Feb 24, 2010

Moving Up Or Down?

It has been long since I last blogged about Indian Capital Markets. So I would start on a topic with a very wide spectrum.

A question that is haunting most of the Investors at this point in time is

“Where are we heading next?”

We have seen the worst and best of the times in the history of Indian Capital Markets within last 18 months. It would be a futile attempt to predict what would levels would we be able to see in short term, as usual. So without wasting time on speculating that, let us jot down the rationale in favor of moves in each direction and conclude based on the probability of one of them happening.

In Favor of an Up Move

1. There are not many negative surprises left which have not been discounted in the prices of the stocks as it stands today.

2. Although credit policy changes are expected, it won’t be harsh enough to trigger the down move. Changes would be gradual and people are getting emotionally trained factoring the same in their investments.

3. Most of the rally that we have seen in the last 12 months has been strongly supported by Domestic Institutions as compared to FIIs. Still left with a robust cash reserves, these Domestic Institutions have more appetite to support the markets at lower levels.

4. Apart from that, there is lot of cash with Retail Investors on the sidelines waiting to get into markets. If market goes down, they will not let the opportunity pass, thus supporting it.

5. Government is in favor of robust market levels as they have to materialize their plan of PSU Disinvestments and generate cash. So budget will not have many negative surprises. In fact we can see major favorable moves in budget due to lesser pressure by supporting parties as government has majority.

6. Indian markets have been in a consolidation mode for the last few months.

In Favor of Down Move

1. Valuation of the Indian Markets is still expensive, based on P/E considering the up move of 100% from the lowest levels.

2. China has started letting YUAN appreciate against Dollar to help the growing credit crunch. They have more than doubled their US currency reserves in last few years. However, this would also adversely affect their product prices and services which become expensive for the rest of the world and hence losing the competitive edge. This would result in the decline in GDPs and earnings forecast. Also the concern of asset bubbles in china, which if bursts, will in turn trigger a sell by FIIs in china and thus emerging markets affecting India and world.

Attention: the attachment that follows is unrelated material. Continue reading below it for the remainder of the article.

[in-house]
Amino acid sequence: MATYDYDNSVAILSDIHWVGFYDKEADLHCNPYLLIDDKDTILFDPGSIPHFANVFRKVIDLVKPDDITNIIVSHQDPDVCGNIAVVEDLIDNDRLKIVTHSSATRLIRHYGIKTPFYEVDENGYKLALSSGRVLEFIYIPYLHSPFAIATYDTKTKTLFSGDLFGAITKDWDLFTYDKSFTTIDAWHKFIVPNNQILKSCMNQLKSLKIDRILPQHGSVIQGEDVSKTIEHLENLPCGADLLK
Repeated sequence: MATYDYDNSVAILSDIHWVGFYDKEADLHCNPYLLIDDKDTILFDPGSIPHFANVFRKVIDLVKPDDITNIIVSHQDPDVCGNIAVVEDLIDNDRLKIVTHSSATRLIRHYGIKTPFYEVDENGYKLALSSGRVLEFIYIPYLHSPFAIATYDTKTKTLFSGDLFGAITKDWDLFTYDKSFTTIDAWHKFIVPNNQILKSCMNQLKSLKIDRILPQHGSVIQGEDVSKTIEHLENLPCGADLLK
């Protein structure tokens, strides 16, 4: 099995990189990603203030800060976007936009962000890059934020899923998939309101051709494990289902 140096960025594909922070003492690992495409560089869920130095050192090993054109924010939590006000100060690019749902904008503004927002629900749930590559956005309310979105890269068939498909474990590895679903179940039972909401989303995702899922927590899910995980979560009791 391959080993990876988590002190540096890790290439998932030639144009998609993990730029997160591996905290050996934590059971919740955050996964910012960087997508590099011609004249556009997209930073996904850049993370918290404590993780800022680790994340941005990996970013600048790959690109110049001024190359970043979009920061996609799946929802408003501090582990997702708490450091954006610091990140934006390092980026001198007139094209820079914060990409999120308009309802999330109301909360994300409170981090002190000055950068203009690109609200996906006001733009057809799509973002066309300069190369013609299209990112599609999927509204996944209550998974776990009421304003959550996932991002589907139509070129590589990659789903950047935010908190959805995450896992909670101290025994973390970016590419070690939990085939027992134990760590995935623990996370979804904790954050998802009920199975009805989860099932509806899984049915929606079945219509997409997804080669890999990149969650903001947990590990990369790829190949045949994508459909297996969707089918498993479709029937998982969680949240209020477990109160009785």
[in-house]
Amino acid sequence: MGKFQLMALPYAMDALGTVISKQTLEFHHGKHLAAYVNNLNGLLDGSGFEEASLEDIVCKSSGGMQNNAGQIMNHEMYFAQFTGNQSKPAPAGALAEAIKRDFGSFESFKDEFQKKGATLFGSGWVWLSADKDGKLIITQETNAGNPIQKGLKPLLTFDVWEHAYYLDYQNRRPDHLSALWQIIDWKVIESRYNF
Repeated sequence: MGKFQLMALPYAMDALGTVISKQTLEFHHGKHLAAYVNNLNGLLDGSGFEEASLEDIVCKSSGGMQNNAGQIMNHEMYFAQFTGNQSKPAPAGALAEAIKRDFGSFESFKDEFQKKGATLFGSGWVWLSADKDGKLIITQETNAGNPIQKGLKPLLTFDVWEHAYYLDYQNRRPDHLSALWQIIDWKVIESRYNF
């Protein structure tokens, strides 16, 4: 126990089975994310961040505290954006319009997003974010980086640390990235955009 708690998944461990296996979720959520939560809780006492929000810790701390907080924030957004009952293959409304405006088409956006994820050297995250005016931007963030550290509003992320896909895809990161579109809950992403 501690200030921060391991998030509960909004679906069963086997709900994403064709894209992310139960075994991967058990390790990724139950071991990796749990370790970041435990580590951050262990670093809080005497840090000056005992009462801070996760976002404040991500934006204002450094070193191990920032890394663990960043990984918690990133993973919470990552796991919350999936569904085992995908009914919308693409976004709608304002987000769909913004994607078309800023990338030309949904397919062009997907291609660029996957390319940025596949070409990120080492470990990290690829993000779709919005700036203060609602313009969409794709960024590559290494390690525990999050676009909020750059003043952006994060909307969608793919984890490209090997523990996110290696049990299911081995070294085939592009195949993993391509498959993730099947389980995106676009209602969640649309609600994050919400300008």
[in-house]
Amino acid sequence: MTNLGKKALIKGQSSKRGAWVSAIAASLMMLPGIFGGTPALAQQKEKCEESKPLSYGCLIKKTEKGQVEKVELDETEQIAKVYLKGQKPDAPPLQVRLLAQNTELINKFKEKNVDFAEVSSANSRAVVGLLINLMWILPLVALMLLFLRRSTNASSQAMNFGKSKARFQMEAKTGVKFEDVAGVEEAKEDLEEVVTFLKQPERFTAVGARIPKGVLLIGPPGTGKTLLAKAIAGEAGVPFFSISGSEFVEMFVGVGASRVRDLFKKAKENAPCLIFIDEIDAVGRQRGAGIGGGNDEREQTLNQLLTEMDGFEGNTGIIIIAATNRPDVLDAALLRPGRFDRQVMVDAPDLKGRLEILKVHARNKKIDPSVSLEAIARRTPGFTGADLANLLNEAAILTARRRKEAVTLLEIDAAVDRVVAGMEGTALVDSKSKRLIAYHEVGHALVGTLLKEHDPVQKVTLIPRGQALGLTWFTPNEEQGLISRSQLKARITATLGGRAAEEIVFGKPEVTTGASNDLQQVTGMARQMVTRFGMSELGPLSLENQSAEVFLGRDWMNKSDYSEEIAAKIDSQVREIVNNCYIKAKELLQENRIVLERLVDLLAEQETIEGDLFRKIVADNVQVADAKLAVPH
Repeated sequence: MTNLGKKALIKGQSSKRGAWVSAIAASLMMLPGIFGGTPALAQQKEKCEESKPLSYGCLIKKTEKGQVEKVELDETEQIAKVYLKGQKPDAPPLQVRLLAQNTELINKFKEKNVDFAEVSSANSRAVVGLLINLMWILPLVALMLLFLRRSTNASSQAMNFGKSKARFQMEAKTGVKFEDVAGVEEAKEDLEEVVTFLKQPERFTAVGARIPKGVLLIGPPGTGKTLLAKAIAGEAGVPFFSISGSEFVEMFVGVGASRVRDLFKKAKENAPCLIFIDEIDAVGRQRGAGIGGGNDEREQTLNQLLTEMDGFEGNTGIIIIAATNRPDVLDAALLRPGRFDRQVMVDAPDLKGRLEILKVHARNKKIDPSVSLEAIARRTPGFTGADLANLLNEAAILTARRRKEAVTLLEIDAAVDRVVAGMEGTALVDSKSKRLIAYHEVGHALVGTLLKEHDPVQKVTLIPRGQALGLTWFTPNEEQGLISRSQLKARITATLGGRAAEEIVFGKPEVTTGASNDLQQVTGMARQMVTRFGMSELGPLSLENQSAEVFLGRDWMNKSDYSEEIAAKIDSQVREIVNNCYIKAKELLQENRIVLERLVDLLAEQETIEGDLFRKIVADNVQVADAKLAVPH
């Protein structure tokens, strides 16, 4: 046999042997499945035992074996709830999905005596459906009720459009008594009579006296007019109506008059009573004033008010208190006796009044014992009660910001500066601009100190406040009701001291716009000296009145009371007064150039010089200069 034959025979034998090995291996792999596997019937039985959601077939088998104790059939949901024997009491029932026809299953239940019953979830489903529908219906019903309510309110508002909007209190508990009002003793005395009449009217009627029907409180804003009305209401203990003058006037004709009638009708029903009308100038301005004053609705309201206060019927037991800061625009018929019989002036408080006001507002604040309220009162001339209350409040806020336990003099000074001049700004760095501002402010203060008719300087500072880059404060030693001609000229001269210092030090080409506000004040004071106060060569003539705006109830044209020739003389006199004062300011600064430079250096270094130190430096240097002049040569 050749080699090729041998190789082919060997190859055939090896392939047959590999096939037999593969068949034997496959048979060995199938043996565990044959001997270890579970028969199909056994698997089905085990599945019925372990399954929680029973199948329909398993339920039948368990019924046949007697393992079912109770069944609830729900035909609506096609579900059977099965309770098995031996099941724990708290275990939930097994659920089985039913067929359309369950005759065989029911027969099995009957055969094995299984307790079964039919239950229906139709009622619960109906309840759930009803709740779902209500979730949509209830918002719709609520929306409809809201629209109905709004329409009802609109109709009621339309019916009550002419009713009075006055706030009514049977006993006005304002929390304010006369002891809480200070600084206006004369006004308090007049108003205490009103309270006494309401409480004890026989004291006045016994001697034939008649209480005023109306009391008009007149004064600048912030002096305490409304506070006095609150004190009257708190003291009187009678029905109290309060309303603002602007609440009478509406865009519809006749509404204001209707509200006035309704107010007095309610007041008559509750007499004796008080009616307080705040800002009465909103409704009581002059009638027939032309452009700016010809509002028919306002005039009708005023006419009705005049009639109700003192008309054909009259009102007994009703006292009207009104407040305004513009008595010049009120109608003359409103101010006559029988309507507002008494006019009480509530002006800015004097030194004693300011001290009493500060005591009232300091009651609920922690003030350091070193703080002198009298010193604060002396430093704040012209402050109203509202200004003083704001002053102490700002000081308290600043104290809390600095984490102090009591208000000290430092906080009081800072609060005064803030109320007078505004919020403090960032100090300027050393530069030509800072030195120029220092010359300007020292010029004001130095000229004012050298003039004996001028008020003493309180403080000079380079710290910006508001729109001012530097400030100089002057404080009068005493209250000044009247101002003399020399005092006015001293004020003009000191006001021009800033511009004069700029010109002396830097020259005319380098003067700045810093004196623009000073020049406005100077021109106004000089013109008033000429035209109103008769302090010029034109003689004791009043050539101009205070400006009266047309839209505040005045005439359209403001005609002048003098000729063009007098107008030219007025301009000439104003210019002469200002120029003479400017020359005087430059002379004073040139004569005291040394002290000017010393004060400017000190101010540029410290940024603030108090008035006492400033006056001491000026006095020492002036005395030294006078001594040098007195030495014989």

3. US is still not out of woods. A temporary support has been provided by Government Stimulus, but it has to roll back some time soon. There is a lot of bad debt on books of US banks to be offloaded. However, government aid and stimulus has given them strength to bear it. This time if something bad happens, government will not be able to provide same support as Medical Benefits are a major concern, for which government is short of funds.

4. Inflation is still a concern for India. Food Index has gone up rapidly and government needs to check it. If drastic steps are taken with the sense of urgency being more severe than expected by majority of the market players, would trigger a sell in the Indian markets.

5. Dollar is going strong and the trend looks upward. If that happens and if china’s growth slows down, then industrial commodities will be impacted badly.

So looking at all the above points and giving weight age to them, if I were to conclude on my analysis, I think in short term we will remain range bound. In long term, we will remain range bound or see upside depending on how the global stories unfold and timing of the same. If we see negative surprises in the budget, then we can see a sell off which would be supported at lower levels and hence a crash is not an option for me. Correction is inevitable and even healthy for the markets.

My strategy would be to

1. Book partial profits on the stocks that have run up very sharply.

2. Book partial profits in rate sensitive sectors, if it is giving you reasonable returns.

3. Avoid fresh exposure to stocks until budget. Things will become clearer on budget day.

This analysis is purely on basis of fundamentals. If combined with technical charts will make more sense. Sadly I am not knowledgeable about them.

Note – These are my personal views. I might be wrong at it. I would appreciate a feedback and am open to discussion on any of the above mentioned points.

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